Those of you who aren't in the MIT community won't have context for a lot of the allusions this post. But the issue is one that I suspect affects all US universities --- possibly all academic institutions, everywhere. I wrote this yesterday, as a connected series of zephyrs (i.e. messages to one of MIT's internal group instant-message forums). The immediate context is an attempt by a part of MIT's bureaucracy to place a centrally-managed electronic card-reader lock on a student group office. An office key is, operationally and symbolically, the badge of membership in this organization, and has been for over 20 years. Many (probably most) members don't have a current MIT ID. Most also no longer live and work in the Boston area — consequently, part of the group's intergenerational continuity involves current students occasionally arriving at the office to find it open, and occupied solely by someone they don't recognize, possibly their parents' age. Introductions and stories follow, and community bonds are strengthened.
Obtaining an MIT ID requires coming to campus during business hours to spend time playing bureaucracy. Most of my Boston-based MIT-alumni friends are actively involved in the MIT community — but even among them, few have bothered to get MIT IDs: people who will gladly take an afternoon off work to fix a broken toilet in a student living group are nowhere near so enthusiastic about taking an afternoon off to wait in line and deal with bureaucrats. I can't imagine someone who flies into town for a week every year or two wanting to spend part of their vacation that way.
So: my zephyrs on this topic form yesterday. My main point was to provide some historical context for the current students. But this issue has been gnawing at my mind for years, and I'm fairly pleased with what emerged when I suddenly had a spontaneous motive to write about it.
I've elided other people's comments from the log (not that there were many — but I don't have a right to quote them).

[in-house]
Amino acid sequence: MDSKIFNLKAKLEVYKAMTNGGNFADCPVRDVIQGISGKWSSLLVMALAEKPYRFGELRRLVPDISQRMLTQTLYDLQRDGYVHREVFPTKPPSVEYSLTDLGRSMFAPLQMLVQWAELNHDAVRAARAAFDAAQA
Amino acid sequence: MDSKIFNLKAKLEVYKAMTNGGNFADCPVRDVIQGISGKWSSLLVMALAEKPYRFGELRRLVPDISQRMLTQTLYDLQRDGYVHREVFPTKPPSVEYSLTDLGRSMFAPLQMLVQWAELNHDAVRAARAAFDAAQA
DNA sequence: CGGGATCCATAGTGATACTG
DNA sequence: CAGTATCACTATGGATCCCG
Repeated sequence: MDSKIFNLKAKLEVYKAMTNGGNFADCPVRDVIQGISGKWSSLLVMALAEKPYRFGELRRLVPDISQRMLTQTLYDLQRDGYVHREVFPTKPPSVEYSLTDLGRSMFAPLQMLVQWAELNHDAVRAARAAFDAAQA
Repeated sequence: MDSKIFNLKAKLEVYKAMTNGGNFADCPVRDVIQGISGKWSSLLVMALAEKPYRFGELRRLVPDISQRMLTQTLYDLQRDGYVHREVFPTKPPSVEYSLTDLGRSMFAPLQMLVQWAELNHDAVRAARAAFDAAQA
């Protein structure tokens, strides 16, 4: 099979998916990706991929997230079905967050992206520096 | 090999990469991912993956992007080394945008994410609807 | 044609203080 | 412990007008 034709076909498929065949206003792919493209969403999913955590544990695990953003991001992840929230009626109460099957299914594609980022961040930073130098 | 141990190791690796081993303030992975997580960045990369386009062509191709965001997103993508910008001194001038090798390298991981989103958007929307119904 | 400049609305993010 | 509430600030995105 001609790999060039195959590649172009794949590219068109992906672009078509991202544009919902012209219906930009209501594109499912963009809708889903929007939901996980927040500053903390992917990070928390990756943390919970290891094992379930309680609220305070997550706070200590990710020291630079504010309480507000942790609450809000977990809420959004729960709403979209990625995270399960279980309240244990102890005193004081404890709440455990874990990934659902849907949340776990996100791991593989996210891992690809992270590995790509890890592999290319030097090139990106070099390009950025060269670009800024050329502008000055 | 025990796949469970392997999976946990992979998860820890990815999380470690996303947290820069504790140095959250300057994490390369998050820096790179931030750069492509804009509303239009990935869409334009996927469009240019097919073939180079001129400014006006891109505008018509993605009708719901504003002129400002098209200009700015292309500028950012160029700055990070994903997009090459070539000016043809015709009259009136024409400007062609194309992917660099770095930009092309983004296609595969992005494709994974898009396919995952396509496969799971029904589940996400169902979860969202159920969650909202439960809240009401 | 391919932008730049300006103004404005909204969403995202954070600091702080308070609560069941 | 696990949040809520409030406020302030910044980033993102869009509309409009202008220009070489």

Instance: office Time: Fri Jun 21 19:01:29 2013 Host: dr-wily.mit.edu From: I always like that further-up-the-evolutionary-ladder look... ---eichin <xela> This is, I'm afraid, going to get long: This is just the latest in a long series of hostile actions the MIT administration has been engaging in toward the MIT community since the mid-90s. (I make no claim that their intent is hostility toward the community. Each of the actions I'm thinking of may well have had other motives, most obviously the ones that were claimed for them. But the effect has been hostile to the community, and the administration has at the very least had a reckless disregard for the effects of their actions on the broader, informal MIT community. (Or, more likely --- and more recklessly --- willful ignorance of the nature of thte actual MIT community.) <more> Instance: office Time: Fri Jun 21 19:09:08 2013 Host: dr-wily.mit.edu From: "nice" is just such a vile word.... ---eichin <xela> BITD, on any given evening you would find a dozen or so community groups meeting in MIT classrooms: music groups, theater groups, computer user group, sewing circles, leatherworkers, tablet weavers, and assorted other clubs. Many had only tenuous formal MIT affiliation. All were welcoming to newcomers, and especially so of MIT students. They made campus safer in the evenings (eyes on the street, as Jane Jacobs taught us). They gave students opportunities for serendipitous social and learning opportunities. It wouldn't surprise me at all to learn that some former student had been kept from suicide by people they ran into randomly wandering the 4th floor infinite one night. I know an extremely socially ackward nerd of the mumbling-while-staring-at-his-shoes (literally!) sort, who joined a theater group --- and now has two kids and a dozen-year-old marriage with a girl he met there. <more> Instance: office Time: Fri Jun 21 19:19:36 2013 Host: dr-wily.mit.edu From: The most sublime act is to set another before you. ---William Blake <xela> Many of the adults in those groups lived in the burbs, and drove to campus. Then the administration started putting card-readers and gates on parking lots. Bringing three milk-crates of craft supplies to a classroom on the 4th floor of building 4 is a very different thing if you have to try to find parking on the street somewhere near campus than if you can park in main lot. A few weeks of that, and you give up. Your group finds a church in the suburbs to meet in. Or it dissolves. Or you just drop out. Even if it keeps going in a church basement, there's no more new blood from serendipitous encounters in the hall. You lose; your group loses; MIT students lose. The MIT administration presumably wins, or thinks it did --- but it's not clear to me how. <more> Instance: office Time: Fri Jun 21 19:29:37 2013 Host: dr-wily.mit.edu From: Johanna's hair is stunning braided, too, especially if she thwacks you with it. <xela> Or maybe your group does keep meeting at MIT. Your activity doesn't require much stuff, and most of your adult members can switch to taking the T. Then one day you get off the T, and head for the Med Center, so you can cut through it and take the most direct path to the Infinite. And suddenly the Med Center's locked at night. So you go around, and you get to the pointy end of 66. And it's locked too. And so's 56. And if it's February, you say to hell with it, and give up. I could go on. The administration, largely I suppose in the name of "security", has made the MIT campus a continuously less hospitible place over the past generation. I don't see it ending without significant pressure from alumni. And even with that, it might also require a cultural shift away from the professionalization of academic administration and back toward universities being run by their faculty, and their faculty heavily recruited from among their graduates.